Let's Get Get Those Freight Trucks Off the Road and Put America Back on Tracks
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Six days before Thanksgiving, a truck driver heading south on Interstate 81 through Shenandoah County, Virginia, ploughed his tractor trailer into a knot of cars that had slowed on the rain-slicked highway. The collision killed an eighty-year-old woman and her one- and four-year-old grandchildren, and brought traffic to a standstill along a ten-mile stretch of road for the better part of the afternoon.
It was a tragedy, but not an unusual one. Semis account for roughly one out of every four vehicles that travel through Virginia on I-81’s four lanes, the highest percentage of any interstate in the country. They’re there for a reason: I-81 traces a mostly rural route all the way from the Canadian border to Tennessee, and the cities in its path -- Syracuse, Scranton, Harrisburg, Hagerstown, and Roanoke among them -- are midsized and slow growing. This makes the highway a tempting alternative to I-95, the interstate that connects the eastern seaboard’s major metropolises, which is so beset with tolls and congestion that truckers will drive hundreds of extra miles to avoid it.
This is bad news for just about everyone. Even truckers have to deal with an increasingly overcrowded, dangerous I-81, and for motorists it’s a white-knuckle terror. Because much of the road is hilly, they find themselves repeatedly having to pass slow-moving trucks going uphill, only to see them looming large in the rearview mirror on the down grade. For years, state transportation officials have watched I-81 get pounded to pieces by tractor trailers, which are responsible for almost all non-weather-related highway wear and tear. To make matters worse, traffic is projected to rise by 67 percent in just the next ten years.
The conventional response to this problem would be simply to build more lanes. That’s what highway departments do. But at a cost of $11 billion, or $32 million per mile, Virginia cannot afford to do that without installing tolls, which might have to be set as high as 17 cents per mile for automobiles. When Virginia’s Department of Transportation proposed doing this early last year, truckers and ordinary Virginians alike set off a firestorm of protest. At the same time, just making I-81 wider without adding tolls would make its truck traffic problems worse, as still more trucks diverted from I-95 and other routes.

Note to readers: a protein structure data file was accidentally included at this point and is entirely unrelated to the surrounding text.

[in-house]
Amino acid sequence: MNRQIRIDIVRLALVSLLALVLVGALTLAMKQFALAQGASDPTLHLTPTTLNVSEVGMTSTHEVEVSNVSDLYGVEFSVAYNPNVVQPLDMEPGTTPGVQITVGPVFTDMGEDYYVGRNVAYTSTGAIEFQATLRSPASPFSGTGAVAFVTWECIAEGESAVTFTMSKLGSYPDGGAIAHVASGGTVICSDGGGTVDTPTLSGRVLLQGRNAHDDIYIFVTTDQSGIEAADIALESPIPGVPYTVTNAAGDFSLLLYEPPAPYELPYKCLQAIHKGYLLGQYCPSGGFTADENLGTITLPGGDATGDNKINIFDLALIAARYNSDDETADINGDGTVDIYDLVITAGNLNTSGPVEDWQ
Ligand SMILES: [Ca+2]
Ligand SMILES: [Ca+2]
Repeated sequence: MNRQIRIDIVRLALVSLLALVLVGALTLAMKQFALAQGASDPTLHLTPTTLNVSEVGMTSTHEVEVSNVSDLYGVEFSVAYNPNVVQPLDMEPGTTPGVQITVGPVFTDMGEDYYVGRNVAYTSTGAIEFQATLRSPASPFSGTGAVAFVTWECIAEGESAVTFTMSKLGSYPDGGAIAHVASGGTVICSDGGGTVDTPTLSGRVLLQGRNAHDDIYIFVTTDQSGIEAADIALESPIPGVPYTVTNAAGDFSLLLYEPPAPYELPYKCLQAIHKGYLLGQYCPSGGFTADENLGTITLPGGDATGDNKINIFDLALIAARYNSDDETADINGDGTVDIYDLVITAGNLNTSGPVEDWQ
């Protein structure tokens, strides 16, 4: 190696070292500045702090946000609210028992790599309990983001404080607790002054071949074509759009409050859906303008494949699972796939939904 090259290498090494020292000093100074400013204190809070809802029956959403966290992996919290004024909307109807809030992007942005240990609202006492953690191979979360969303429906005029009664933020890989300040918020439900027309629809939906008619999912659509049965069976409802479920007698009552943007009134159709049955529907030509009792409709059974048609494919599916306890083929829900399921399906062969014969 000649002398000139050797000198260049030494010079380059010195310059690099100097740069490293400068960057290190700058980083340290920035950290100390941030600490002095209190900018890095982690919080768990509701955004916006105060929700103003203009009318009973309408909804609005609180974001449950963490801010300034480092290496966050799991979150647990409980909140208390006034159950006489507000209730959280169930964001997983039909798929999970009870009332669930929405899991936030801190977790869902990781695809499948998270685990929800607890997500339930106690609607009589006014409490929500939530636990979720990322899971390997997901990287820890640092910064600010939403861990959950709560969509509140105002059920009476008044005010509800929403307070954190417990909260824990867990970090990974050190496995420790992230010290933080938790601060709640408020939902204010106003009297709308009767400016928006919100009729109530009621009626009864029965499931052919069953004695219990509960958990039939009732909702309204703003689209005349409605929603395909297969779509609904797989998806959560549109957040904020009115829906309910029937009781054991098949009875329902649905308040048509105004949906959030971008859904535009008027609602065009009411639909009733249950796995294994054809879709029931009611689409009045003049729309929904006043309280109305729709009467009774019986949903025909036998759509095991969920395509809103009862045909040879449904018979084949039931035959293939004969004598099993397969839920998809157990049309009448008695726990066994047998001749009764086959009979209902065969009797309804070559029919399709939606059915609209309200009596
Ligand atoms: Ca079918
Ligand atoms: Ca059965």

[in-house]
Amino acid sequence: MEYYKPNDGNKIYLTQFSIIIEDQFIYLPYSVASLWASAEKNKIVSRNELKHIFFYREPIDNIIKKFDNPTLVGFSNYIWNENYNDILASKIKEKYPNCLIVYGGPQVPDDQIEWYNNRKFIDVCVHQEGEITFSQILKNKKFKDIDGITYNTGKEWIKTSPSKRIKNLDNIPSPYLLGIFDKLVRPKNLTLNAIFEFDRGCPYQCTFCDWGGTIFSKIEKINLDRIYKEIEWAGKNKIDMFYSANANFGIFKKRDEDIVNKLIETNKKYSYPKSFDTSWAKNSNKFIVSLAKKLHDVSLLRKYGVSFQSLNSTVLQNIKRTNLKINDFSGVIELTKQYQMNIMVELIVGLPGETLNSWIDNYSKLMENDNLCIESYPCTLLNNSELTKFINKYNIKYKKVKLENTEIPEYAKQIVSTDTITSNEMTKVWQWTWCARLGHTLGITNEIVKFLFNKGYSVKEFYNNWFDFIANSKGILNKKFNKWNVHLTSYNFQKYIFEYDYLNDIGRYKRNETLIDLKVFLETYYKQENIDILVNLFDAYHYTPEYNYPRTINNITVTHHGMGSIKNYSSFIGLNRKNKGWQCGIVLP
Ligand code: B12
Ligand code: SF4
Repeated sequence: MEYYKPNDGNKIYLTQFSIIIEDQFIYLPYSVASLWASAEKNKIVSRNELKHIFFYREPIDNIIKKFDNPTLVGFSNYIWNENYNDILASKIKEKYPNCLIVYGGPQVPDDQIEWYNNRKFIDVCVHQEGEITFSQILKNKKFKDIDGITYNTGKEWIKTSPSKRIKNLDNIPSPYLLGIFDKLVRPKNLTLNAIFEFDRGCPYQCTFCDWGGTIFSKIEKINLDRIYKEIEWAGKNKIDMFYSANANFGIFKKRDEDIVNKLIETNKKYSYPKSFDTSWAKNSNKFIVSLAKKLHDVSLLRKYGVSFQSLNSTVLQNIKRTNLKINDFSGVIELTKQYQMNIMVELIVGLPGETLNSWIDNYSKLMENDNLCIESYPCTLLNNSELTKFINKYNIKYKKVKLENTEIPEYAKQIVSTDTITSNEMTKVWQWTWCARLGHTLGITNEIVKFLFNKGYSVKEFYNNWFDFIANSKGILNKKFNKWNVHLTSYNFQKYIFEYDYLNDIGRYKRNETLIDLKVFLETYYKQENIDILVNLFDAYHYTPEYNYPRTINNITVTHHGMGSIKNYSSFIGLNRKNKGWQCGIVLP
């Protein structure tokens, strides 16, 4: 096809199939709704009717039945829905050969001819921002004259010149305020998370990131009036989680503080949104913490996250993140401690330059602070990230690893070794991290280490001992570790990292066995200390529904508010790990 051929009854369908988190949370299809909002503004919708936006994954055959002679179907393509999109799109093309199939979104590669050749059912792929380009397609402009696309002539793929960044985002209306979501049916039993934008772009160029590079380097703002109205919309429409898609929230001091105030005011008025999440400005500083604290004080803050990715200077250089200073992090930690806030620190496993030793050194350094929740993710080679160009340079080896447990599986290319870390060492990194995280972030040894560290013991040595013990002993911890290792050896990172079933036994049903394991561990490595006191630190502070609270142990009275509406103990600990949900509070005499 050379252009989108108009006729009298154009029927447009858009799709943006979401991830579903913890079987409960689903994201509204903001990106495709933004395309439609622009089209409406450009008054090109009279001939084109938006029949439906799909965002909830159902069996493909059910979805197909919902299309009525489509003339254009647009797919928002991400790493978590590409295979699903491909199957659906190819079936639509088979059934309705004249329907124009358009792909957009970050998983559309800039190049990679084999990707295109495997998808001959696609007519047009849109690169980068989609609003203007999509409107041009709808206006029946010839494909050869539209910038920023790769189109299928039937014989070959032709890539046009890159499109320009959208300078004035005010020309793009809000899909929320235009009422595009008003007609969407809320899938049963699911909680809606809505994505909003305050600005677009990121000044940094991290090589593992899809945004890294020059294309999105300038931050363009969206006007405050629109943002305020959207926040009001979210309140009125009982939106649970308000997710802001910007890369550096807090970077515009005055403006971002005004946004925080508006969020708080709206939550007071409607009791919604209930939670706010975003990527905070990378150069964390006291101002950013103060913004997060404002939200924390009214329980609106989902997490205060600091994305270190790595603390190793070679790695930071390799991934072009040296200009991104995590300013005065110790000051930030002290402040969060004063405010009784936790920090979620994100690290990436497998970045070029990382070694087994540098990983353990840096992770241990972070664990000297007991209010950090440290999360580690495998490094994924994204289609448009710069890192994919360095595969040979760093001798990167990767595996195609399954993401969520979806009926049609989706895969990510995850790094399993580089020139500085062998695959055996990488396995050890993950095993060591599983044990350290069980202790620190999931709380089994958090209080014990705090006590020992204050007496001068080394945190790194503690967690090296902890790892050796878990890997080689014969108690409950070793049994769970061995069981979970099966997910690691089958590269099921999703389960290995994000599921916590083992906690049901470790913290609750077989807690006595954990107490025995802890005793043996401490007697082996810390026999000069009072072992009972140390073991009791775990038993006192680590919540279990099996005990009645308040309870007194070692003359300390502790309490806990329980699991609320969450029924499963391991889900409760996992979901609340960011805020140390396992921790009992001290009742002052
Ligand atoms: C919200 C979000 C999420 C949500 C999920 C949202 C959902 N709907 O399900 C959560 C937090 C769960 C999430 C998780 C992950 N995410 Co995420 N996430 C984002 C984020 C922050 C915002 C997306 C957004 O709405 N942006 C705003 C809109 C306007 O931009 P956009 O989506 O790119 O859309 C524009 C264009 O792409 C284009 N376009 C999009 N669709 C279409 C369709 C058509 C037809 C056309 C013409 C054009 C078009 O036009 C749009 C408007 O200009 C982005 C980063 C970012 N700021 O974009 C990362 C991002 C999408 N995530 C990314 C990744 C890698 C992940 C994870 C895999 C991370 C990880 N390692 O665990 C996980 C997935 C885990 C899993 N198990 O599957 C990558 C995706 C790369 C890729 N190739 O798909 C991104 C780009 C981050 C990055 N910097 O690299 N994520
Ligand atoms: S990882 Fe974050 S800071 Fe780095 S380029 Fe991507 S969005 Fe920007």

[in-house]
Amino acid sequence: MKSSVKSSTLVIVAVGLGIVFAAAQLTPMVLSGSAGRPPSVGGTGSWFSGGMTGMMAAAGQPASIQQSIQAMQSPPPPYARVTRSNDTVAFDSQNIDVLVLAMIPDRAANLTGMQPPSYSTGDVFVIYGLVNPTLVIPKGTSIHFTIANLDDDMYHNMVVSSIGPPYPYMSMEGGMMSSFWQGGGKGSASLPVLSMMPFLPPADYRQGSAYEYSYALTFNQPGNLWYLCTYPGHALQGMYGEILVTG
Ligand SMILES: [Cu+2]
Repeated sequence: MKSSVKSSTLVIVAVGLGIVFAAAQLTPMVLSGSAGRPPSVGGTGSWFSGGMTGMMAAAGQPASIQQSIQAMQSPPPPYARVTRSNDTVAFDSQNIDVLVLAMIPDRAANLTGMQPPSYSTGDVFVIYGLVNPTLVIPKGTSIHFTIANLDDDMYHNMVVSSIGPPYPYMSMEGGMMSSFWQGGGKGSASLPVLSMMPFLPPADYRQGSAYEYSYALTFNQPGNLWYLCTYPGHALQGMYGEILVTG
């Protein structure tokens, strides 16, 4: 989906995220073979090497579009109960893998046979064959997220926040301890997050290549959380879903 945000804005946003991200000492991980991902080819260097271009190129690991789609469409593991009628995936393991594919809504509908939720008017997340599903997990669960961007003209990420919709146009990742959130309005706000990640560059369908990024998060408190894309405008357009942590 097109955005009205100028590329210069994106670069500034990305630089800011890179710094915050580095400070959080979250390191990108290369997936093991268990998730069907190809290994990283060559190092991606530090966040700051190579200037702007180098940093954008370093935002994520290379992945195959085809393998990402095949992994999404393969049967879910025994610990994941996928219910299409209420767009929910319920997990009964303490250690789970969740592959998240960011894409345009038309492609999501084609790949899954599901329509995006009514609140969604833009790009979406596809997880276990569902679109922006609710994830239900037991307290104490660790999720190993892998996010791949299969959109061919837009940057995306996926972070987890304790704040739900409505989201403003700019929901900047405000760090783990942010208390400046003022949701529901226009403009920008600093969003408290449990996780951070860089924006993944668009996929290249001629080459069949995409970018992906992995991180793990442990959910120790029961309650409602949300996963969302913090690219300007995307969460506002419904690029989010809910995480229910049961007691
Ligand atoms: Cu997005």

Looking for a way out of this dilemma, Virginia transportation officials have settled on an innovative solution: use state money to get freight off the highway and onto rails. As it happens, running parallel to I-81 through the Shenandoah Valley and across the Piedmont are two mostly single-track rail lines belonging to the Norfolk Southern Railroad. Known as the Crescent Corridor, these lines have seen a resurgence of trains carrying containers, just like most of the trucks on I-81 do. The problem is that the track needs upgrading and there are various choke points, so the Norfolk Southern cannot run trains fast enough to be time competitive with most of the trucks hurtling down I-81. Even before the recent financial meltdown, the railroad couldn’t generate enough interest from Wall Street investors to improve the line.
The railroad has long been reluctant to accept government investment in its infrastructure out of fear of public meddling, such as being compelled to run money-losing passenger trains. But now, like most of the industry, it has changed its mind, and it happily accepted Virginia’s offer last year to fund a small portion -- $40 million -- of the investment needed to get more freight traffic off I-81 and onto the Crescent Corridor. The railroad estimates that with an additional $2 billion in infrastructure investment, it could divert a million trucks off the road, which is currently carrying just under five million. State officials are thinking even bigger: a study sponsored by the Virginia DOT finds that a cumulative investment over ten to twelve years of less than $8 billion would divert 30 percent of the growing truck traffic on I-81 to rail. That would be far more bang for the state’s buck than the $11 billion it would take to add more lanes to the highway, especially since it would bring many other public benefits, from reduced highway accidents and lower repair costs to enormous improvements in fuel efficiency and pollution reduction. Today, a single train can move as many containers as 280 trucks while using one-third as much energy -- and that’s before any improvements to rail infrastructure.